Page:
The results achieved in a job over an extended period of time can be influenced positively by developing an appraisal process. The appraisal process should provide feedback to the employee about how they are performing in the job relative to expectations, how their performance affects the success of the organisation and how they interact with the components of the organisation around them. The appraisal approach that gets best results is to adopt a coaching role with your employees, rather than an examiner role. Too often, performance appraisal meetings are set up for failure because the two parties come to the meeting with different objectives. The manager wants to highlight areas of poor performance and take steps to improve these areas, but the employee wants to be told how well they have done. This often occurs when appraisals are held annually or six monthly and conflict is created when the judgments are subjective. The result usually is disappointment and demotivation on the part of the employee and frustration from the manager. Both people hate the process and no effective outcome is achieved. It is much better to conduct appraisal meetings frequently, to compare actual results with targets, using objective rather than subjective measures. The coaching meetings then can be used as a discussion focused on performance improvement, instead of a confrontation about how the employee felt they had performed.
The final element of the performance management framework is the reward process. Every positive outcome should result in a reward for the employee. This can be tangible or intangible and dependent on the level of maturity and experience of the employee. For some positions, it is appropriate for rewards to be small, frequent and immediate, where for other positions, more long term and cumulative rewards are appropriate. However, this element is often a neglected or an ill thought out part of the process and as such, has the potential to undermine results. A good reward process supports and enhances the management process and increases motivation for achieving premium performance.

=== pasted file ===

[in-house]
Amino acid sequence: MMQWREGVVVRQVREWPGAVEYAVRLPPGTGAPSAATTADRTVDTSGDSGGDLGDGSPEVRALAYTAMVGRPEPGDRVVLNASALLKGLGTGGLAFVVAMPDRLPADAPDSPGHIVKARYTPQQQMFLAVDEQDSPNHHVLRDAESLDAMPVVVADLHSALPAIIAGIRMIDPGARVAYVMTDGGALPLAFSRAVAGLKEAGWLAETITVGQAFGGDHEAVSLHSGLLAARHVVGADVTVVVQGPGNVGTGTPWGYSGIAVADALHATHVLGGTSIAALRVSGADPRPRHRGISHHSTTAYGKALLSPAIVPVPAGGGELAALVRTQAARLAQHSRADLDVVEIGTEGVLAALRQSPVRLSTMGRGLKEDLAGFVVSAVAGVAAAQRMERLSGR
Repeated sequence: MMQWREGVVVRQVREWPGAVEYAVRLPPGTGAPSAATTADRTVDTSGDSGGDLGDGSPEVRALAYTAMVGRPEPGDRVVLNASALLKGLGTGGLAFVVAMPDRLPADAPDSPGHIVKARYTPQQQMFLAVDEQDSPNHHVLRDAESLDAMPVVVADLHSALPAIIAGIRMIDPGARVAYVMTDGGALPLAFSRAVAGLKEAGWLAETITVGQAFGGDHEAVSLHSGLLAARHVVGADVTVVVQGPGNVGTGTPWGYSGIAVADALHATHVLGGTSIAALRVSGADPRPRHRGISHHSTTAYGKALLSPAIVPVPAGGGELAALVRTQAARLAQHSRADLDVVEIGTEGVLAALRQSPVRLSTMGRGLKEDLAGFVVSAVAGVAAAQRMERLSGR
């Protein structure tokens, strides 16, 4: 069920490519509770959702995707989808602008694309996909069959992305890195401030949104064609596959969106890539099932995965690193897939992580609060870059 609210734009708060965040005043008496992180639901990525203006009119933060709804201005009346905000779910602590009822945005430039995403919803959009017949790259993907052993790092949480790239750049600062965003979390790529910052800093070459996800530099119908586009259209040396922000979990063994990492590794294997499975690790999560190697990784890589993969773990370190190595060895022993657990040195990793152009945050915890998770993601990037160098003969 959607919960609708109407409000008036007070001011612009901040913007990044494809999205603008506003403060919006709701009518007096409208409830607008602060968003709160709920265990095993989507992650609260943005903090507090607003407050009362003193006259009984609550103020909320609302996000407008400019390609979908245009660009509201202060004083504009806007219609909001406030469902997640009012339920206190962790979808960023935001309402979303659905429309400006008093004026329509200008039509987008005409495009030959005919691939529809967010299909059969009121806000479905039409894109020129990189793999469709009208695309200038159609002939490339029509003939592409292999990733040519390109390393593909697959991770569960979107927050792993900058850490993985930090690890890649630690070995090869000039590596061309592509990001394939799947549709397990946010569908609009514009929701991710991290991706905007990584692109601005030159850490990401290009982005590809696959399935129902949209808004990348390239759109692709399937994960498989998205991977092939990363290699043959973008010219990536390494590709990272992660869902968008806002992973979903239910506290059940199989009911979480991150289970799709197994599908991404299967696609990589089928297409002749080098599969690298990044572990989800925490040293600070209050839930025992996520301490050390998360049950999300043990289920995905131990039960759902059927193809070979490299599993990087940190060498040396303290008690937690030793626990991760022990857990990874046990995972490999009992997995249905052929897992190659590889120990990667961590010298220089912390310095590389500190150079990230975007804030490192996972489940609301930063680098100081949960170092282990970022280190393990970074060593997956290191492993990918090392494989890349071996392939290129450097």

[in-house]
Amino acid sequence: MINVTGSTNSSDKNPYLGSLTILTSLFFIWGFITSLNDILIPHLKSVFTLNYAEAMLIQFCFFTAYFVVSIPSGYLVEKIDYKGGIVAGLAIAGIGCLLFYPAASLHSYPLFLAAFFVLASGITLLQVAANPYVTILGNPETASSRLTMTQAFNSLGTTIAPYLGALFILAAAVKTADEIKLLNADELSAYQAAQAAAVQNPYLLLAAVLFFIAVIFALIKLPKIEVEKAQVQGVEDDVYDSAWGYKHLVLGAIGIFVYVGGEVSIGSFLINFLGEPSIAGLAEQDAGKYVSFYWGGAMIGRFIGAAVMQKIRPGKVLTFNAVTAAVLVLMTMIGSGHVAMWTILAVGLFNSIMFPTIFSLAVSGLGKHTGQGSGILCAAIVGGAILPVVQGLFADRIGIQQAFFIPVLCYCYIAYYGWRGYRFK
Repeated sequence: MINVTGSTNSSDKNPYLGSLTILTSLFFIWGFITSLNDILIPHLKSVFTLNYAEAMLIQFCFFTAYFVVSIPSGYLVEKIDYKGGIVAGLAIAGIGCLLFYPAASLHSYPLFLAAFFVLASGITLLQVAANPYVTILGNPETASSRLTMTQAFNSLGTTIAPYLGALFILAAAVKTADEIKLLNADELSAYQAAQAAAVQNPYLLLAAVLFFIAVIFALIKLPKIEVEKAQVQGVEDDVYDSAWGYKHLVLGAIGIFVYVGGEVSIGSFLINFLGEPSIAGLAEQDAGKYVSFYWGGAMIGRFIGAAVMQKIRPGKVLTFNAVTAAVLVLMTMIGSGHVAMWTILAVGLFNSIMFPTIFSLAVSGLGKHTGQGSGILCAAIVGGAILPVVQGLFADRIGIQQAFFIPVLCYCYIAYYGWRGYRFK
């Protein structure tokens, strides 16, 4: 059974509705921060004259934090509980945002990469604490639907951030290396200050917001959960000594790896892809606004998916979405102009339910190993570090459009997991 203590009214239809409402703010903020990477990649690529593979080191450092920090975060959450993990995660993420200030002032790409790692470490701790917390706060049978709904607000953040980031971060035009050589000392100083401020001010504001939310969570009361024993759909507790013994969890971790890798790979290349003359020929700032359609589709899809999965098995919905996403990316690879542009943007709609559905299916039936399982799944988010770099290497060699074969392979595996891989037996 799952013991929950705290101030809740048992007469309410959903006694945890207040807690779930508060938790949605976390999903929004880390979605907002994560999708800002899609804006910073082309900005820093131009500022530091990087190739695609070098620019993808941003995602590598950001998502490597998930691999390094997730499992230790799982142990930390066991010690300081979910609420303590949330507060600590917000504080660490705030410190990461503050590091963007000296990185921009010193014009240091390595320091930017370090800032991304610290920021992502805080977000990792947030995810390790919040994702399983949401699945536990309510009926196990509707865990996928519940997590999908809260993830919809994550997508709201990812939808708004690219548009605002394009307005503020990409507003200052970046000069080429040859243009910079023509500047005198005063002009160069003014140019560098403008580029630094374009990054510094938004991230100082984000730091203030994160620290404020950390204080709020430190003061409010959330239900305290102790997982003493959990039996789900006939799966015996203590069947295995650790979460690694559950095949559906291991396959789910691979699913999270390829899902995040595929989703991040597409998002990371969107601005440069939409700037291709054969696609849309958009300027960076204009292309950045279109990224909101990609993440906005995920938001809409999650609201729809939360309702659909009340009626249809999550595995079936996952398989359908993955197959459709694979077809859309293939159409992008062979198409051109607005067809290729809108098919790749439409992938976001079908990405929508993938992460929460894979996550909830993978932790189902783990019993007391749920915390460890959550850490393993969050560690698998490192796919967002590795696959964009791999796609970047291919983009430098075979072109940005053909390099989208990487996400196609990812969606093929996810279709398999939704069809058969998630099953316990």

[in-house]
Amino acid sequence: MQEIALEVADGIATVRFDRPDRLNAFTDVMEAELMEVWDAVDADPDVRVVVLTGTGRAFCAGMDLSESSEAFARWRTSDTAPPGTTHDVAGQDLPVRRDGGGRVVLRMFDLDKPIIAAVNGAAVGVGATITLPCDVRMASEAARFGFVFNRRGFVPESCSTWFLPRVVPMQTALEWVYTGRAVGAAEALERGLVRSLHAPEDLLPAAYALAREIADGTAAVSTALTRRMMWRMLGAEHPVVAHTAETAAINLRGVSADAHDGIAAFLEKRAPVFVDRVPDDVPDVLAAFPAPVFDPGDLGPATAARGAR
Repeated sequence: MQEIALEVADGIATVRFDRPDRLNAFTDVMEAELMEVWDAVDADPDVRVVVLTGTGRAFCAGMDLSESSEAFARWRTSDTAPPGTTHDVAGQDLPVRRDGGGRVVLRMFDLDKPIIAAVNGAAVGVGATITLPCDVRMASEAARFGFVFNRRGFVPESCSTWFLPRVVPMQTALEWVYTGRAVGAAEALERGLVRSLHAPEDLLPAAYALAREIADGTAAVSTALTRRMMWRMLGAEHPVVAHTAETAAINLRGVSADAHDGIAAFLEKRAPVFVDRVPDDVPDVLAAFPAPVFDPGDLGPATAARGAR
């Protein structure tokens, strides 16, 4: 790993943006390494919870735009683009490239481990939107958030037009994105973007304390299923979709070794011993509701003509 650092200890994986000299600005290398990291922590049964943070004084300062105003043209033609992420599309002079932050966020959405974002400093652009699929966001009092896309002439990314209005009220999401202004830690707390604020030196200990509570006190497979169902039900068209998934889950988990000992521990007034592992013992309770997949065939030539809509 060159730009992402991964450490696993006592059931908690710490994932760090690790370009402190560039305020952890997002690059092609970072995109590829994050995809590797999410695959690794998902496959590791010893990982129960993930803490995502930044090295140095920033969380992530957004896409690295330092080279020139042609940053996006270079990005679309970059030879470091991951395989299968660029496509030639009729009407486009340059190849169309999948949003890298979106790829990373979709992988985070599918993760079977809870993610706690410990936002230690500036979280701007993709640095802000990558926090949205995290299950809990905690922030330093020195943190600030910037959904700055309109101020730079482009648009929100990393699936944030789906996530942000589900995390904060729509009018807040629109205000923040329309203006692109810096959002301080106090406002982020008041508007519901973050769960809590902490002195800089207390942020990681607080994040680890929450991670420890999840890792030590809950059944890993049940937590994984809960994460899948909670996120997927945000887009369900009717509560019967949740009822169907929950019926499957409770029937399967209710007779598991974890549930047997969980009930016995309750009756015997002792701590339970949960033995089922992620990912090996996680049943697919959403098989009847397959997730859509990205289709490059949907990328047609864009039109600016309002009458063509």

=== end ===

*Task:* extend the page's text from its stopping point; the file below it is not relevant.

The important lesson to learn is that results can be influenced through establishing an effective performance management framework which requires all elements to work together effectively. Poor performance often results if any elements are either missing from the process or are poorly designed and become a negative influence on performance. But a well designed and coordinated framework means that all elements work together systematically to produce premium performance.
? 2004 Greg Roworth
Greg Roworth is a business consultant and author of "The 7 Keys to Unlock Your Business Profit Potential." With over 25 years practical experience in business ownership and management, Greg has, over the last 12 years, worked with hundreds of small and medium size enterprises, assisting the owners to grow their business profitably and at the same time reduce their stress levels. His successful business development program results in development of a business that works so well that the owner doesn't have to.